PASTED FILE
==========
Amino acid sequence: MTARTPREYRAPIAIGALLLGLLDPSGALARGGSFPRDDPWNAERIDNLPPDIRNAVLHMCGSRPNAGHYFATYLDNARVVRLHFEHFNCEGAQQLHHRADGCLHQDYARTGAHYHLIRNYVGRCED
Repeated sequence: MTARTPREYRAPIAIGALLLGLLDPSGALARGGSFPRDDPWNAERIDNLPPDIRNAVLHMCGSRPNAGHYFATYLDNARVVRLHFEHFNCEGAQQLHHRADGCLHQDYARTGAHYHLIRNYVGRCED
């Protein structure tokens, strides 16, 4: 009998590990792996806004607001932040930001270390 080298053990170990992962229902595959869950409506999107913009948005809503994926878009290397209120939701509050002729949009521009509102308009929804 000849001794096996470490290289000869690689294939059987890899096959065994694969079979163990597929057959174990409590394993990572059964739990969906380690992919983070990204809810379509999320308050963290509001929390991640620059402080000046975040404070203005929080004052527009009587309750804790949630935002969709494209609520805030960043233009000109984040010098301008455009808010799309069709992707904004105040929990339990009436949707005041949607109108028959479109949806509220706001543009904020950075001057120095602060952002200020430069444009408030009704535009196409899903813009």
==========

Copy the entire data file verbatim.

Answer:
Amino acid sequence: MTARTPREYRAPIAIGALLLGLLDPSGALARGGSFPRDDPWNAERIDNLPPDIRNAVLHMCGSRPNAGHYFATYLDNARVVRLHFEHFNCEGAQQLHHRADGCLHQDYARTGAHYHLIRNYVGRCED
Repeated sequence: MTARTPREYRAPIAIGALLLGLLDPSGALARGGSFPRDDPWNAERIDNLPPDIRNAVLHMCGSRPNAGHYFATYLDNARVVRLHFEHFNCEGAQQLHHRADGCLHQDYARTGAHYHLIRNYVGRCED
């Protein structure tokens, strides 16, 4: 009998590990792996806004607001932040930001270390 080298053990170990992962229902595959869950409506999107913009948005809503994926878009290397209120939701509050002729949009521009509102308009929804 000849001794096996470490290289000869690689294939059987890899096959065994694969079979163990597929057959174990409590394993990572059964739990969906380690992919983070990204809810379509999320308050963290509001929390991640620059402080000046975040404070203005929080004052527009009587309750804790949630935002969709494209609520805030960043233009000109984040010098301008455009808010799309069709992707904004105040929990339990009436949707005041949607109108028959479109949806509220706001543009904020950075001057120095602060952002200020430069444009408030009704535009196409899903813009």